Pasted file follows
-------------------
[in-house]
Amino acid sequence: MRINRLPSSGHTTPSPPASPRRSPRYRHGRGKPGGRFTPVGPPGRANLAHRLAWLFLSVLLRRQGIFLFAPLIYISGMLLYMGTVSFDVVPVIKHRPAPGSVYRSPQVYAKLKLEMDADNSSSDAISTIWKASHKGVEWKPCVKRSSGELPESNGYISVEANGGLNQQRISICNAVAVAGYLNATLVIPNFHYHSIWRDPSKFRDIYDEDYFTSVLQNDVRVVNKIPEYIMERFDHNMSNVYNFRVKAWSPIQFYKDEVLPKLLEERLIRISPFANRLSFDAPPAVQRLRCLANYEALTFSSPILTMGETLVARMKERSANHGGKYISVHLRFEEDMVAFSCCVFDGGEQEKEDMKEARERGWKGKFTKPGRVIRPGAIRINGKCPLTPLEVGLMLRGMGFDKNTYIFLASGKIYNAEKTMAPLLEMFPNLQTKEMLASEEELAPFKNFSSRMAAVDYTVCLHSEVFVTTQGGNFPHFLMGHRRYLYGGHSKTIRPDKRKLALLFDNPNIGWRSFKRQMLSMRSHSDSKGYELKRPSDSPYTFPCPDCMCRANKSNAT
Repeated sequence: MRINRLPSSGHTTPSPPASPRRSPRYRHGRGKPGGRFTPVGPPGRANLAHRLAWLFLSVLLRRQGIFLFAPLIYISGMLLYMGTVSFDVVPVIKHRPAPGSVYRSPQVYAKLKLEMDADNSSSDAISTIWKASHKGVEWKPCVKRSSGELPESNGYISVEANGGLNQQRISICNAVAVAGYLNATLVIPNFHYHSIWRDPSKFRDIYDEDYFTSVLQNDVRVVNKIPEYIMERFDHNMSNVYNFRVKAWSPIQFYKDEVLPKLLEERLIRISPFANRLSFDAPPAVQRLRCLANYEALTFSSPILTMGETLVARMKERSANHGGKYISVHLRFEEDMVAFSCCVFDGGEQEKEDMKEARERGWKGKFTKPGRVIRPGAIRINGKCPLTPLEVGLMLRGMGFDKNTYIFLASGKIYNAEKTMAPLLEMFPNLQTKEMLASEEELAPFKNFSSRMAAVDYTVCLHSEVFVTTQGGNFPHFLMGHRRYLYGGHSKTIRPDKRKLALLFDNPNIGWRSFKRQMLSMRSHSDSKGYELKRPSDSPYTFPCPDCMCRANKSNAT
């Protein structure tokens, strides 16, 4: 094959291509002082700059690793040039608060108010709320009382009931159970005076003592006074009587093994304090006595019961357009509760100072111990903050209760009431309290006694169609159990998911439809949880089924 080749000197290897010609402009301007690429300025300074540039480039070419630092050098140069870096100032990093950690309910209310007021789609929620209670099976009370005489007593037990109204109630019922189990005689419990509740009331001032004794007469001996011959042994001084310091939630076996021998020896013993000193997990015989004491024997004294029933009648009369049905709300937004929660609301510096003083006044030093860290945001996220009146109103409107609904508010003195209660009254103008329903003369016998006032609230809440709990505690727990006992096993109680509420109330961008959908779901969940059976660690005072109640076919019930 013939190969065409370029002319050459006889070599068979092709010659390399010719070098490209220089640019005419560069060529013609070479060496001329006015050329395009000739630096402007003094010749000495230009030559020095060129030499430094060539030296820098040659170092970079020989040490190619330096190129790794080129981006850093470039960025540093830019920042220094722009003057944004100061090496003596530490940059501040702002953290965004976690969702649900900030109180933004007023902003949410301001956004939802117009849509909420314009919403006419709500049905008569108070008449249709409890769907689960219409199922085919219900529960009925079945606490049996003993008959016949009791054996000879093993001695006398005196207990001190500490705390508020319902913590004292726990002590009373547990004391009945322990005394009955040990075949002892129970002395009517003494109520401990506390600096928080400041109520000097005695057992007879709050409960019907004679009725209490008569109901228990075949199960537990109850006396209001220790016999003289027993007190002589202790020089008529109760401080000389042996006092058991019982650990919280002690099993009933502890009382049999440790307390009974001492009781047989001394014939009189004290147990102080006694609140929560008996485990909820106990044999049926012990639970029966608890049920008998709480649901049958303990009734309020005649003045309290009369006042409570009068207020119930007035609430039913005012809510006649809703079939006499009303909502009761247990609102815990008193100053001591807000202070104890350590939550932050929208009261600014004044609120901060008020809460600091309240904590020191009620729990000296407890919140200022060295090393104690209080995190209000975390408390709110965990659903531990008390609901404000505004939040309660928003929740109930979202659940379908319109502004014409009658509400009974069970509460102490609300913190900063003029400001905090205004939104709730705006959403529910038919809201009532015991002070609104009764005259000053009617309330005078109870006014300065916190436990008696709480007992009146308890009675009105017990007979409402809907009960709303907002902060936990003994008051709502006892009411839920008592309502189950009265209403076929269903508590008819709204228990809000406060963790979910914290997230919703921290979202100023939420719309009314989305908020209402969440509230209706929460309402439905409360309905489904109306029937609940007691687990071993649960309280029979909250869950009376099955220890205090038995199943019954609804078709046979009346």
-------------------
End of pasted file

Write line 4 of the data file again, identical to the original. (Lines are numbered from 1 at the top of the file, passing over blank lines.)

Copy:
């Protein structure tokens, strides 16, 4: 094959291509002082700059690793040039608060108010709320009382009931159970005076003592006074009587093994304090006595019961357009509760100072111990903050209760009431309290006694169609159990998911439809949880089924 080749000197290897010609402009301007690429300025300074540039480039070419630092050098140069870096100032990093950690309910209310007021789609929620209670099976009370005489007593037990109204109630019922189990005689419990509740009331001032004794007469001996011959042994001084310091939630076996021998020896013993000193997990015989004491024997004294029933009648009369049905709300937004929660609301510096003083006044030093860290945001996220009146109103409107609904508010003195209660009254103008329903003369016998006032609230809440709990505690727990006992096993109680509420109330961008959908779901969940059976660690005072109640076919019930 013939190969065409370029002319050459006889070599068979092709010659390399010719070098490209220089640019005419560069060529013609070479060496001329006015050329395009000739630096402007003094010749000495230009030559020095060129030499430094060539030296820098040659170092970079020989040490190619330096190129790794080129981006850093470039960025540093830019920042220094722009003057944004100061090496003596530490940059501040702002953290965004976690969702649900900030109180933004007023902003949410301001956004939802117009849509909420314009919403006419709500049905008569108070008449249709409890769907689960219409199922085919219900529960009925079945606490049996003993008959016949009791054996000879093993001695006398005196207990001190500490705390508020319902913590004292726990002590009373547990004391009945322990005394009955040990075949002892129970002395009517003494109520401990506390600096928080400041109520000097005695057992007879709050409960019907004679009725209490008569109901228990075949199960537990109850006396209001220790016999003289027993007190002589202790020089008529109760401080000389042996006092058991019982650990919280002690099993009933502890009382049999440790307390009974001492009781047989001394014939009189004290147990102080006694609140929560008996485990909820106990044999049926012990639970029966608890049920008998709480649901049958303990009734309020005649003045309290009369006042409570009068207020119930007035609430039913005012809510006649809703079939006499009303909502009761247990609102815990008193100053001591807000202070104890350590939550932050929208009261600014004044609120901060008020809460600091309240904590020191009620729990000296407890919140200022060295090393104690209080995190209000975390408390709110965990659903531990008390609901404000505004939040309660928003929740109930979202659940379908319109502004014409009658509400009974069970509460102490609300913190900063003029400001905090205004939104709730705006959403529910038919809201009532015991002070609104009764005259000053009617309330005078109870006014300065916190436990008696709480007992009146308890009675009105017990007979409402809907009960709303907002902060936990003994008051709502006892009411839920008592309502189950009265209403076929269903508590008819709204228990809000406060963790979910914290997230919703921290979202100023939420719309009314989305908020209402969440509230209706929460309402439905409360309905489904109306029937609940007691687990071993649960309280029979909250869950009376099955220890205090038995199943019954609804078709046979009346």